Apologia for David Weigel’s Apologia

Cognitive DissonanceEarlier today, I wrote what I thought was an unexceptional article about a David Weigel column. The only thing that worried me was that the last time I had written about Weigel, he retweeted my article announcement. The thing about this is that when I’m ragging on a public figure, I don’t mean anything personal. So I make a point of not including their twitter handles in the tweet. But somehow, they always find out. This time, I figured surely he wouldn’t do so. After all, the article isn’t even really about him. But I was wrong. I don’t know quite know how to take it. It is either that he is a far better man than I am and really wants an open conversation; or he thinks I’m such an idiot that retweeting me makes that fact sell-evident.

Whenever this kind of thing happens, of course, the small trickle of Frankly Curious “readers” becomes a deluge. I put the scare quotes there because I wonder how many of these people click, see that the website is not decorated with animated gifs from Evil Dead and leave. But I got a really cryptic tweet from Abenomix. This is not unusual. I generally think I was not meant for the last two centuries, I’m certainly not meant for Twitter. So a lot of stuff just goes by me. But his profile read, “Math dork…” Well, that was all I needed to read so I asked for clarification. For the record, the original tweet was, “Why? Access. Acela=Hollywood for ugly people, & in showbiz sometimes gotta pretend the turd is a blossom, for work, nbd.”

After a two-part tweet, what he meant was crystal clear. He was saying that since Weigel has to report on the conservative movement, he can’t come right out and say that they are a bunch of bigots. He needs to see them in the best possible light. And Abenomix added that this probably isn’t something that Weigel is doing intentionally. That makes sense. It’s easy enough for me to imagine followers of Chris McDaniel to be drooling racists who could have been extras in Deliverance. “Squeal like a pig!” But Weigel actually deals with these people and I’m sure they don’t come off as any more racist than anyone else.

It makes me think of the film Flock of Dodos where much time is spent interviewing proponents of Intelligent Design. They are stone cold wrong and in their way, disingenuous. But they’re nice people. They are like my Christian conservative aunt, who has some of the most vile opinions in the world. But on a personal level, she is nice as could be. And let’s face it, I know where the Mississippi Republicans are coming from. When the Republicans did more or less the same thing to Ned Lamont in 2006, I was mad as hell. Not that this doesn’t excuse what is often explicit racism coming from the Mississippi Republicans, but I understand the anger and it is certain that politics is more racially polarized there than it was in Connecticut.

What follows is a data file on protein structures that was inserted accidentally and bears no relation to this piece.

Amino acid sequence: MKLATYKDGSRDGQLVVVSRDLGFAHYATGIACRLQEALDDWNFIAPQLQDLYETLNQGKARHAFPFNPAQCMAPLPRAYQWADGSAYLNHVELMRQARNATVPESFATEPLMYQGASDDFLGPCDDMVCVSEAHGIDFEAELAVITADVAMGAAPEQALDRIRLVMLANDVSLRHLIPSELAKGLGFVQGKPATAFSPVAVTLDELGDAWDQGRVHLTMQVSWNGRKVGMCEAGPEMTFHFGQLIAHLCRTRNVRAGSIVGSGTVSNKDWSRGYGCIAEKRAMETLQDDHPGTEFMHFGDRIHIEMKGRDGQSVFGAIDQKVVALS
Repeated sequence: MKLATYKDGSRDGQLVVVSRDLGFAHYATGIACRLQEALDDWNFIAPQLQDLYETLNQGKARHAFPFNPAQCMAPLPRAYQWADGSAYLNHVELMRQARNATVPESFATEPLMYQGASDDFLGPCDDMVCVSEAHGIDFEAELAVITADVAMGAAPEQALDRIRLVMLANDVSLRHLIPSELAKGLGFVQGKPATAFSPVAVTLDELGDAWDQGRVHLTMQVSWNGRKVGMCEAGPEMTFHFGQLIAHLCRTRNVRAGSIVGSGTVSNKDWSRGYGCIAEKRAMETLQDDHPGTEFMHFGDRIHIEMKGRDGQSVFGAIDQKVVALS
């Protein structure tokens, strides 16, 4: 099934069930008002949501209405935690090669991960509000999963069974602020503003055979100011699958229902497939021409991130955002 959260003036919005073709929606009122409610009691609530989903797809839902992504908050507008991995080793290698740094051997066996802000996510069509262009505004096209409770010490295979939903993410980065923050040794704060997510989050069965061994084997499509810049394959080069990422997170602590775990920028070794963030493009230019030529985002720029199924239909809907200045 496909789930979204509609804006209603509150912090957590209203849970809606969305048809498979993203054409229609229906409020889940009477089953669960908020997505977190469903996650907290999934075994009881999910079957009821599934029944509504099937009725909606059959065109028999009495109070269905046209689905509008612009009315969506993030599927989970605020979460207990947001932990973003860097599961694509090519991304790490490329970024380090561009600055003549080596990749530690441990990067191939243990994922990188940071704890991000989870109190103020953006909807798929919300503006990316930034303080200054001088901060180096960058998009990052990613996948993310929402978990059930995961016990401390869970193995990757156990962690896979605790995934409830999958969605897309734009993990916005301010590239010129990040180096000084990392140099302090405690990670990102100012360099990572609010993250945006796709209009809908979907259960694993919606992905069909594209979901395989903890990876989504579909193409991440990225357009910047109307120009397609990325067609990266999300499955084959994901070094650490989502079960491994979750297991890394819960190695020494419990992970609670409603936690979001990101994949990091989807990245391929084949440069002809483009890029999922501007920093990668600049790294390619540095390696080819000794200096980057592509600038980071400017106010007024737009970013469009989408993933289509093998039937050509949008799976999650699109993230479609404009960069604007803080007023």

There is, of course, the other issue: the JournoList scandal. That was how Weigel got fired from The Washington Post (A good career move!) because he had made private disparaging comments about the right wing fringe, which of course, is just the right wing. Weigel is what I call a bleeding heart libertarian—the kind of libertarian I was when I was young. Libertarians of this ilk tend to think that they aren’t conservatives and so tend to disdain Republicans. (Note: Weigel is a registered Republican and even when I was a libertarian, I hated the Republicans and always thought it was better to have a Democrat in office.) So I can see that Weigel would be extra sensitive to the feelings of the conservatives that he covers.

Just the same, apologia is apologia. I never said that Weigel was a racist—in fact I explicitly said that I thought he wasn’t. But I think the facts are very clear in this case. Most of the support for the Republican Party is based on racism and misogyny. When given the chance, state Republicans have made it harder for minority groups to vote. They aren’t interested in courting the black vote, for example; they are interested in stopping the black vote. If David Weigel feels that he has to report this behavior in such a way as to make it seem reasonable, that’s his choice. He has to work with these people. But in terms of the country, it isn’t healthy to pretend that fringe groups aren’t fringe. And I will continue to make note of it when I see it. Because I care a lot more about the country than I do Weigel’s career. I suspect he doesn’t see the same danger as I do. Cognitive dissonance. Regardless, he is right to be concerned about his own career.